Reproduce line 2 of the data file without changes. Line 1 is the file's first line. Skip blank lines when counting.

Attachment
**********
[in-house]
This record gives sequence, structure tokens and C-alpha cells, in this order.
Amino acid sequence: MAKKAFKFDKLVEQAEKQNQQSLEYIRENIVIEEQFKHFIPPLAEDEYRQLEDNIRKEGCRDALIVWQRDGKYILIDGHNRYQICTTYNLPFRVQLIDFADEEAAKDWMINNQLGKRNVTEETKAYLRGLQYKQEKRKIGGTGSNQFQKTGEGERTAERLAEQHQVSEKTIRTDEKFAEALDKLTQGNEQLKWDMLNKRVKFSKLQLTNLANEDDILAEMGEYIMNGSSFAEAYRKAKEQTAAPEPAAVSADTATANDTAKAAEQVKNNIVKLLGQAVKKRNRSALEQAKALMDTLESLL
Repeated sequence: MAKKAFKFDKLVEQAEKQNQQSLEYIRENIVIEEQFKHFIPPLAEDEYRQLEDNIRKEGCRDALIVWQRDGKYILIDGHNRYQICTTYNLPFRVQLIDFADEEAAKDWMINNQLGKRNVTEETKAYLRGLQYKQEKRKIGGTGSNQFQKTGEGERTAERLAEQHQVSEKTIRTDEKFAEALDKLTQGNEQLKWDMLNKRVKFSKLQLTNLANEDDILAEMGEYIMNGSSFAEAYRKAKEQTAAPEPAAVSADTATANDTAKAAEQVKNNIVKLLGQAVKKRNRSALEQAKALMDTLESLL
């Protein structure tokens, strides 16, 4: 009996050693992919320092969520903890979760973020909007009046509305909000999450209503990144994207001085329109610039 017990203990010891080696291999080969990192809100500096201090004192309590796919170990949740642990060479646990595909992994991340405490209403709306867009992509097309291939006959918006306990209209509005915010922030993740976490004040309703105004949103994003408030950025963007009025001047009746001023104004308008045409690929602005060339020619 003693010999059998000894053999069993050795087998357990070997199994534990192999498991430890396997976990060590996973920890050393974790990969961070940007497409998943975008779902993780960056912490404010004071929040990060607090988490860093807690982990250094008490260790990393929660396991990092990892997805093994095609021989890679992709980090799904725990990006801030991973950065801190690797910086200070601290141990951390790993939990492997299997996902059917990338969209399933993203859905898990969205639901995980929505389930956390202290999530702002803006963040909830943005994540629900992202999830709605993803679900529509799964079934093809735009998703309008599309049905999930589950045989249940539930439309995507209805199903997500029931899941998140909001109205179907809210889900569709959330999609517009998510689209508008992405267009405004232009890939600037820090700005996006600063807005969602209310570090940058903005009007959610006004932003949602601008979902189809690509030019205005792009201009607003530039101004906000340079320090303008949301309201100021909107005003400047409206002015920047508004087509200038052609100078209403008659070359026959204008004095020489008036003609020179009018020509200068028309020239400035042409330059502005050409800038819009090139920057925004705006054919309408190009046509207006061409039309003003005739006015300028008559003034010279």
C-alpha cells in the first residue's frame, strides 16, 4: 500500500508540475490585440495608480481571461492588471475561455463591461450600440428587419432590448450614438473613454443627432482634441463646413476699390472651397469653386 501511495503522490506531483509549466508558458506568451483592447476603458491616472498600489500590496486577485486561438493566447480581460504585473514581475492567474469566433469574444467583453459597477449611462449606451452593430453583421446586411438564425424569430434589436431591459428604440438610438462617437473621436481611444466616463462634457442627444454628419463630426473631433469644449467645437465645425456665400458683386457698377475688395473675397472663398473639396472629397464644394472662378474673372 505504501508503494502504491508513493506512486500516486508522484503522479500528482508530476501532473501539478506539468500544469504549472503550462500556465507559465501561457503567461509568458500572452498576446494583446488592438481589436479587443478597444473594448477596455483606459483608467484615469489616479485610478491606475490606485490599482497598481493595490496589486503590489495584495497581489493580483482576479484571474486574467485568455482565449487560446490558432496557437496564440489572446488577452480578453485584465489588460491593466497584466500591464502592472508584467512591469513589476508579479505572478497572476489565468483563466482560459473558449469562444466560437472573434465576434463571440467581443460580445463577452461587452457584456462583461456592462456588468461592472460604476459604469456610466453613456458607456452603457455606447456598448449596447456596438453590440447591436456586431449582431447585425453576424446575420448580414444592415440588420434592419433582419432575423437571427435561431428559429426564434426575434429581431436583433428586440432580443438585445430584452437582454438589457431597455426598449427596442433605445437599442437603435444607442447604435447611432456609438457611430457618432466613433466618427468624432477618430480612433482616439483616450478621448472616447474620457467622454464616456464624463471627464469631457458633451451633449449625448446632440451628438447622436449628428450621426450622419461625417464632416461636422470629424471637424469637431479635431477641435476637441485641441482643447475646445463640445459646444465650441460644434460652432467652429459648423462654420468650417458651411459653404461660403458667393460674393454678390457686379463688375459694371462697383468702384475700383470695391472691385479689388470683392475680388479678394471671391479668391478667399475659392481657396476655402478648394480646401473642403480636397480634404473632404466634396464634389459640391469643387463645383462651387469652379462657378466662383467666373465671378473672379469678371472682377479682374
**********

This record gives sequence, structure tokens and C-alpha cells, in this order.